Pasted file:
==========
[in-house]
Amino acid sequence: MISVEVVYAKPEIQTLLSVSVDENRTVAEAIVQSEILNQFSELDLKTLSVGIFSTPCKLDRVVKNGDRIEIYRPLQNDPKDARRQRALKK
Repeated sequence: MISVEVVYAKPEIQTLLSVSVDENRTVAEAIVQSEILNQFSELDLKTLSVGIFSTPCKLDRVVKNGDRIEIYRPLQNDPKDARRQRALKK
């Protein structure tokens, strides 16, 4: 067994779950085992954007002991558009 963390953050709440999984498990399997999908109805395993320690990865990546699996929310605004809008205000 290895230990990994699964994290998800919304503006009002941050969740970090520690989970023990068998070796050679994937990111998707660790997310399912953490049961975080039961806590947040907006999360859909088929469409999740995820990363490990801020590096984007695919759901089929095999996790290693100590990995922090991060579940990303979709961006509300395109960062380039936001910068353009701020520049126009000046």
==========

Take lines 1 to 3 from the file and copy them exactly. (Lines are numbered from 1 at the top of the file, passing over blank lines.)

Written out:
[in-house]
Amino acid sequence: MISVEVVYAKPEIQTLLSVSVDENRTVAEAIVQSEILNQFSELDLKTLSVGIFSTPCKLDRVVKNGDRIEIYRPLQNDPKDARRQRALKK
Repeated sequence: MISVEVVYAKPEIQTLLSVSVDENRTVAEAIVQSEILNQFSELDLKTLSVGIFSTPCKLDRVVKNGDRIEIYRPLQNDPKDARRQRALKK